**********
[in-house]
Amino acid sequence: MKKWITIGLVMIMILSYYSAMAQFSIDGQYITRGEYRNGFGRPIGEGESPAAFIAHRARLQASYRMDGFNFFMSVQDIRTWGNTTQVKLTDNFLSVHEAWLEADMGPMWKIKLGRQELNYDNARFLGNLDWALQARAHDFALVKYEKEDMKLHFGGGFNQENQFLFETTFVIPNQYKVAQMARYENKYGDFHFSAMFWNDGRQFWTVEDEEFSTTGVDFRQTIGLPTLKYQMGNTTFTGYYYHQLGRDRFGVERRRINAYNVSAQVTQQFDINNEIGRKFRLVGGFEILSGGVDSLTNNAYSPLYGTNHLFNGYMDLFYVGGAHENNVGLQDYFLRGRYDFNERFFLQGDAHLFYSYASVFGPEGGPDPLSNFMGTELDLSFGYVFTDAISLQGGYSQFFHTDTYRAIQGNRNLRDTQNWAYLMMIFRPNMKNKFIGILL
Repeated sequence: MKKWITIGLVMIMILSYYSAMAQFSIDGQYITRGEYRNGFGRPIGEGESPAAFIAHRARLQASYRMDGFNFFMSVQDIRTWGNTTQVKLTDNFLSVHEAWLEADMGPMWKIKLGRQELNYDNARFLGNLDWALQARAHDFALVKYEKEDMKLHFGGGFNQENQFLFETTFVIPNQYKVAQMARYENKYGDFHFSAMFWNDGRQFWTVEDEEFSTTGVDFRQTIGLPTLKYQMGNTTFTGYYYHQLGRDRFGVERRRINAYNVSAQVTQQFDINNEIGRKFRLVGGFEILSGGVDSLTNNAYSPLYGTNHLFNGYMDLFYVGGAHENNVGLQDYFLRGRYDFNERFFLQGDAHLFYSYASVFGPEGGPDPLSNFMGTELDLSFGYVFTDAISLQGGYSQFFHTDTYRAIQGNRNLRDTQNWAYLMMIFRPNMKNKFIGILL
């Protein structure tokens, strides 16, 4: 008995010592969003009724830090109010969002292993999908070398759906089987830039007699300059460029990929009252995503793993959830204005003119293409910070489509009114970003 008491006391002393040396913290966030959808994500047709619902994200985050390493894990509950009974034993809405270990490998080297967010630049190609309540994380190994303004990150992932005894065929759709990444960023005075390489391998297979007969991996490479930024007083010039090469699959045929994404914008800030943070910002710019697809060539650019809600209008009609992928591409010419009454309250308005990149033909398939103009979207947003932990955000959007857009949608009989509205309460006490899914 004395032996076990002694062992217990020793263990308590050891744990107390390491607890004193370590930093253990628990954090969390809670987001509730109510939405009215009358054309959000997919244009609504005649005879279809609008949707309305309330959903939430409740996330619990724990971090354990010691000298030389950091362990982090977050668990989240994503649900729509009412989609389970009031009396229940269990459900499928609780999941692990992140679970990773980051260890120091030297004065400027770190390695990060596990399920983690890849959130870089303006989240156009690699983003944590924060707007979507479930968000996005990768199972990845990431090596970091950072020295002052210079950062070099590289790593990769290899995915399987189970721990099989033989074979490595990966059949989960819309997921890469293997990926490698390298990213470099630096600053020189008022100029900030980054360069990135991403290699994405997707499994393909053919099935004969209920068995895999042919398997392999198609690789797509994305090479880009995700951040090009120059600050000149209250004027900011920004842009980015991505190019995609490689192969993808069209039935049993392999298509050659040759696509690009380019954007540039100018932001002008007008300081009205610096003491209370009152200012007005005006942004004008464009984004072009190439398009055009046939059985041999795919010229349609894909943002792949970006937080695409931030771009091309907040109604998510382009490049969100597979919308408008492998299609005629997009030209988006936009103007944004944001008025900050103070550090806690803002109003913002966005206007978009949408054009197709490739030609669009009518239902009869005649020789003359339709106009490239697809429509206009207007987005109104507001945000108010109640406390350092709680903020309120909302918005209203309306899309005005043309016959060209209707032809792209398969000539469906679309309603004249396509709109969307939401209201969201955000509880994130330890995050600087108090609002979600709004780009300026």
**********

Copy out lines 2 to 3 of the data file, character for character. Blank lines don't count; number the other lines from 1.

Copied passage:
Amino acid sequence: MKKWITIGLVMIMILSYYSAMAQFSIDGQYITRGEYRNGFGRPIGEGESPAAFIAHRARLQASYRMDGFNFFMSVQDIRTWGNTTQVKLTDNFLSVHEAWLEADMGPMWKIKLGRQELNYDNARFLGNLDWALQARAHDFALVKYEKEDMKLHFGGGFNQENQFLFETTFVIPNQYKVAQMARYENKYGDFHFSAMFWNDGRQFWTVEDEEFSTTGVDFRQTIGLPTLKYQMGNTTFTGYYYHQLGRDRFGVERRRINAYNVSAQVTQQFDINNEIGRKFRLVGGFEILSGGVDSLTNNAYSPLYGTNHLFNGYMDLFYVGGAHENNVGLQDYFLRGRYDFNERFFLQGDAHLFYSYASVFGPEGGPDPLSNFMGTELDLSFGYVFTDAISLQGGYSQFFHTDTYRAIQGNRNLRDTQNWAYLMMIFRPNMKNKFIGILL
Repeated sequence: MKKWITIGLVMIMILSYYSAMAQFSIDGQYITRGEYRNGFGRPIGEGESPAAFIAHRARLQASYRMDGFNFFMSVQDIRTWGNTTQVKLTDNFLSVHEAWLEADMGPMWKIKLGRQELNYDNARFLGNLDWALQARAHDFALVKYEKEDMKLHFGGGFNQENQFLFETTFVIPNQYKVAQMARYENKYGDFHFSAMFWNDGRQFWTVEDEEFSTTGVDFRQTIGLPTLKYQMGNTTFTGYYYHQLGRDRFGVERRRINAYNVSAQVTQQFDINNEIGRKFRLVGGFEILSGGVDSLTNNAYSPLYGTNHLFNGYMDLFYVGGAHENNVGLQDYFLRGRYDFNERFFLQGDAHLFYSYASVFGPEGGPDPLSNFMGTELDLSFGYVFTDAISLQGGYSQFFHTDTYRAIQGNRNLRDTQNWAYLMMIFRPNMKNKFIGILL